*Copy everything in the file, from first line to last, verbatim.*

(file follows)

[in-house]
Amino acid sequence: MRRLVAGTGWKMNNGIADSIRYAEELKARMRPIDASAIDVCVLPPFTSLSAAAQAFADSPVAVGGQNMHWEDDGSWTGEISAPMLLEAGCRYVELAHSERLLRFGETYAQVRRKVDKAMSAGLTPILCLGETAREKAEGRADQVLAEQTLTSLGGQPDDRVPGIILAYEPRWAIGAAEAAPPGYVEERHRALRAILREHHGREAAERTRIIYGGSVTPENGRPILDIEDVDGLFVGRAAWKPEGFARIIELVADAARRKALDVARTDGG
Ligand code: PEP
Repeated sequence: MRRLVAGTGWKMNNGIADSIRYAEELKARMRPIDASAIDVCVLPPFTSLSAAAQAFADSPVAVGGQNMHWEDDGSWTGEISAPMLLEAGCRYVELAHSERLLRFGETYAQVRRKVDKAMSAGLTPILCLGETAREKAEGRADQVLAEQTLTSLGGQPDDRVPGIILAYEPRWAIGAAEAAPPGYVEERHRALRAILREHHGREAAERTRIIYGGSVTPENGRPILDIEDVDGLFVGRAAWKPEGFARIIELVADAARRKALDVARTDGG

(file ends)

[in-house]
Amino acid sequence: MRRLVAGTGWKMNNGIADSIRYAEELKARMRPIDASAIDVCVLPPFTSLSAAAQAFADSPVAVGGQNMHWEDDGSWTGEISAPMLLEAGCRYVELAHSERLLRFGETYAQVRRKVDKAMSAGLTPILCLGETAREKAEGRADQVLAEQTLTSLGGQPDDRVPGIILAYEPRWAIGAAEAAPPGYVEERHRALRAILREHHGREAAERTRIIYGGSVTPENGRPILDIEDVDGLFVGRAAWKPEGFARIIELVADAARRKALDVARTDGG
Ligand code: PEP
Repeated sequence: MRRLVAGTGWKMNNGIADSIRYAEELKARMRPIDASAIDVCVLPPFTSLSAAAQAFADSPVAVGGQNMHWEDDGSWTGEISAPMLLEAGCRYVELAHSERLLRFGETYAQVRRKVDKAMSAGLTPILCLGETAREKAEGRADQVLAEQTLTSLGGQPDDRVPGIILAYEPRWAIGAAEAAPPGYVEERHRALRAILREHHGREAAERTRIIYGGSVTPENGRPILDIEDVDGLFVGRAAWKPEGFARIIELVADAARRKALDVARTDGG